SEOUL (ABC) - Former NBA star Dennis Rodman is on way to Pyongyang today for a five-day visit to meet North Korean leader Kim Jong Un, but the trip he said is not to free jailed American missionary Kenneth Bae.
"I'm going to North Korea to meet my friend, Kim," Rodman told reporters while transiting at Beijing's airport earlier today. "It's a friendly gesture."
Bae, currently serving a 15 year sentence of hard labor in North Korea, was arrested for attempting to overthrow the communist government. Negotiations for his release was canceled at the last minute by North Korea just before Robert King, U.S. special envoy on North Korean human rights issues, was to visit Pyongyang last week.
Pyongyang's excuse for the abrupt withdrawal was disapproval of the U.S. military participating in annual joint drills with South Korea.
Rodman, the first American to have met Kim in February, noted this trip is "another basketball diplomacy tour." His earlier visit had stunned the diplomatic world when very little was known about Kim Jong Un's personality.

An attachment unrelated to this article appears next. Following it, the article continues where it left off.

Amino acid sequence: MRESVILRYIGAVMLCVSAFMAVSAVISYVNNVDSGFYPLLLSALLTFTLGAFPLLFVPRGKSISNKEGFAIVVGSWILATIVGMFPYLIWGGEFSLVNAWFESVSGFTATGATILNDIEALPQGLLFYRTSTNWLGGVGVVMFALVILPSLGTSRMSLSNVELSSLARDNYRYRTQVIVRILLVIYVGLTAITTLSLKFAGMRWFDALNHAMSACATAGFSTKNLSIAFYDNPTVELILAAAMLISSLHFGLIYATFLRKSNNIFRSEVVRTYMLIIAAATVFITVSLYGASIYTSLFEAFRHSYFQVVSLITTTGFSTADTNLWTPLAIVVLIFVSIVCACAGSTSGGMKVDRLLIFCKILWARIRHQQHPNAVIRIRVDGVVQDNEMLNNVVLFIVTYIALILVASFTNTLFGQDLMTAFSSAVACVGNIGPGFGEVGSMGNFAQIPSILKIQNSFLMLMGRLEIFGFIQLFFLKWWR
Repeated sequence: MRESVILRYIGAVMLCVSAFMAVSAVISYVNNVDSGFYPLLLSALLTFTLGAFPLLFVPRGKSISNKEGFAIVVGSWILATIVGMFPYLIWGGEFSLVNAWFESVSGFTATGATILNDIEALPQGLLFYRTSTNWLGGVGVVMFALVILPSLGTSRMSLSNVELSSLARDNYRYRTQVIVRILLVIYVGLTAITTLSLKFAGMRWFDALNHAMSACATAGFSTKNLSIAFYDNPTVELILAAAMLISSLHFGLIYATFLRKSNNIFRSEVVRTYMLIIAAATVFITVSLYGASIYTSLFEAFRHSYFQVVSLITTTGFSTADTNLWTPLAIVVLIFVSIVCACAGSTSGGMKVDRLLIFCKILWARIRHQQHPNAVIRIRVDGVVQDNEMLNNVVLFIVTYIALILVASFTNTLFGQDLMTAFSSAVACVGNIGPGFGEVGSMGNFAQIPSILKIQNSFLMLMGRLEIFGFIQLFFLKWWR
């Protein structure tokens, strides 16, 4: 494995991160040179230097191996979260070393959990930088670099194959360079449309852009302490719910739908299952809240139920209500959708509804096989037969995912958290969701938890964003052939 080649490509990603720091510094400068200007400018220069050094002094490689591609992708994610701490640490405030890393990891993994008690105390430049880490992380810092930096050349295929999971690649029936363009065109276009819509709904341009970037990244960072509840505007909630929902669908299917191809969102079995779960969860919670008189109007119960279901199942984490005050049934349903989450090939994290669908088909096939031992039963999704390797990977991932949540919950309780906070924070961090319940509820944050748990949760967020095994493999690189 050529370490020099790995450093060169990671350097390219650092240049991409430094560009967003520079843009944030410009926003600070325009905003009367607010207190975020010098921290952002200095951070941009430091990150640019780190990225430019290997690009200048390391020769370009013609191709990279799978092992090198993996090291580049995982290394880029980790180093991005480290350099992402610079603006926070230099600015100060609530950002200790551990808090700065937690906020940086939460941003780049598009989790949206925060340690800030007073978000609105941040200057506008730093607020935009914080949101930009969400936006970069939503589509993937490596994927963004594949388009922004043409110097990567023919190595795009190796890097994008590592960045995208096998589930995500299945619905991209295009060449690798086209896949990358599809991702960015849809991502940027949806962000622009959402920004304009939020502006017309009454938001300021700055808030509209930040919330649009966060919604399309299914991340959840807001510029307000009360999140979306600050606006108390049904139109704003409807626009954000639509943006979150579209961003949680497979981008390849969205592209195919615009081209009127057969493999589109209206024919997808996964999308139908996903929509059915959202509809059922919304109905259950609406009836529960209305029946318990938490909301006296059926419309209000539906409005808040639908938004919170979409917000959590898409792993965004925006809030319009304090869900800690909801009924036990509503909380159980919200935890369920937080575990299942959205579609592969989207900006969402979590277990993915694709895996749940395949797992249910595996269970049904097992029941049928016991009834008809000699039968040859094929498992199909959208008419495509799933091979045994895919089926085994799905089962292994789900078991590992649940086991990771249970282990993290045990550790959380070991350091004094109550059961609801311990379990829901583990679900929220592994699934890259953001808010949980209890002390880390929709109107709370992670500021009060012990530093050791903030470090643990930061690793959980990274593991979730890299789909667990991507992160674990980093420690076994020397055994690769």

The former basketball star was spotted hugging, drinking, and laughing with Kim who is known to have been a fan of Rodman from teenage years when he was educated in Switzerland. The trip had been organized by the cable channel Vice to promote an exhibition game and make a documentary.
Rodman has referred Kim as "an awesome kid" and gave lavish praises after spending time with him earlier this year.
Rodman said that Kim's father and grandfather Kim Jong Il and Kim Il Sung, "were great leaders," according to the Associated Press. "He's proud, his country likes him — not like him, love him, love him," Rodman said of Kim Jong Un. "Guess what, I love him. The guy's really awesome."
WASHINGTON (AP) — Congress is holding its first public hearing about U.S. plans for military intervention in Syria as President Barack Obama seeks to convince skeptical Americans and their lawmakers about the need to respond to last month's alleged sarin gas attack outside Damascus.
Secretary of State John Kerry, Defense Secretary Chuck Hagel and Joint Chiefs Chairman Gen. Martin Dempsey were to appear before the Senate Foreign Relations Committee on Tuesday. A classified briefing open to all members of Congress was to take place as well.
The president's request for congressional authorization for limited military strikes against Syrian President Bashar Assad's regime is at the heart of all the discussions planned in Washington over the next several days as Obama sends his top national security advisers to the Capitol for a flurry of briefings. And with the outcome of any vote in doubt in a war-weary Congress, Obama was to meet Tuesday with leaders of the House and Senate armed services committees, the foreign relations committees and the intelligence committees.